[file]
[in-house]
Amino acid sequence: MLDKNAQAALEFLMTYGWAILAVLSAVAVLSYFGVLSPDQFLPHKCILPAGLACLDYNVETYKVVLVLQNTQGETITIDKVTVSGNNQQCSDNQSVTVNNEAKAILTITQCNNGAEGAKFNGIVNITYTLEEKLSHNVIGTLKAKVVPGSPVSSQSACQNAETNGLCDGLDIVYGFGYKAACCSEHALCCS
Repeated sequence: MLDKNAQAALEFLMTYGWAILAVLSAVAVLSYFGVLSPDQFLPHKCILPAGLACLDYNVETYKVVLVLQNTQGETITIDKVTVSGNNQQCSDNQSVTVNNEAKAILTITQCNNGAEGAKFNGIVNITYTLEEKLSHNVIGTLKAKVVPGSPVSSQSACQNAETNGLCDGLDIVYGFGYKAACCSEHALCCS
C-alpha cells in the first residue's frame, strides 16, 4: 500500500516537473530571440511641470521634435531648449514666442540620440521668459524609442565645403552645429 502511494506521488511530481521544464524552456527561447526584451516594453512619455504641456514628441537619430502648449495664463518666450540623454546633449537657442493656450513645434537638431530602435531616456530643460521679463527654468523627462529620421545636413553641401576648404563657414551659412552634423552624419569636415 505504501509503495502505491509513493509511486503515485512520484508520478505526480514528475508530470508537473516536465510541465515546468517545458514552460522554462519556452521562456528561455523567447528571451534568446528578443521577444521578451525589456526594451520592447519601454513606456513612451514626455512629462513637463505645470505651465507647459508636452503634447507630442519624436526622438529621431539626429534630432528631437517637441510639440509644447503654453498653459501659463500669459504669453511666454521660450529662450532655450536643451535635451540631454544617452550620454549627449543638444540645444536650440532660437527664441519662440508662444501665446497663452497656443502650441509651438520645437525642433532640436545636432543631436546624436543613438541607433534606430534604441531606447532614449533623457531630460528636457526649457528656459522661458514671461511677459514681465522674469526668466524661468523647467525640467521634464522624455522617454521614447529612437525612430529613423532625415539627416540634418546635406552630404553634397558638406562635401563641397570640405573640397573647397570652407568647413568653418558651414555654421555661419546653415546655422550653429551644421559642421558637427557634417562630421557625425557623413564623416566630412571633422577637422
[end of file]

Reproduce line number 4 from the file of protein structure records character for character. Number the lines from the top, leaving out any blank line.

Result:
C-alpha cells in the first residue's frame, strides 16, 4: 500500500516537473530571440511641470521634435531648449514666442540620440521668459524609442565645403552645429 502511494506521488511530481521544464524552456527561447526584451516594453512619455504641456514628441537619430502648449495664463518666450540623454546633449537657442493656450513645434537638431530602435531616456530643460521679463527654468523627462529620421545636413553641401576648404563657414551659412552634423552624419569636415 505504501509503495502505491509513493509511486503515485512520484508520478505526480514528475508530470508537473516536465510541465515546468517545458514552460522554462519556452521562456528561455523567447528571451534568446528578443521577444521578451525589456526594451520592447519601454513606456513612451514626455512629462513637463505645470505651465507647459508636452503634447507630442519624436526622438529621431539626429534630432528631437517637441510639440509644447503654453498653459501659463500669459504669453511666454521660450529662450532655450536643451535635451540631454544617452550620454549627449543638444540645444536650440532660437527664441519662440508662444501665446497663452497656443502650441509651438520645437525642433532640436545636432543631436546624436543613438541607433534606430534604441531606447532614449533623457531630460528636457526649457528656459522661458514671461511677459514681465522674469526668466524661468523647467525640467521634464522624455522617454521614447529612437525612430529613423532625415539627416540634418546635406552630404553634397558638406562635401563641397570640405573640397573647397570652407568647413568653418558651414555654421555661419546653415546655422550653429551644421559642421558637427557634417562630421557625425557623413564623416566630412571633422577637422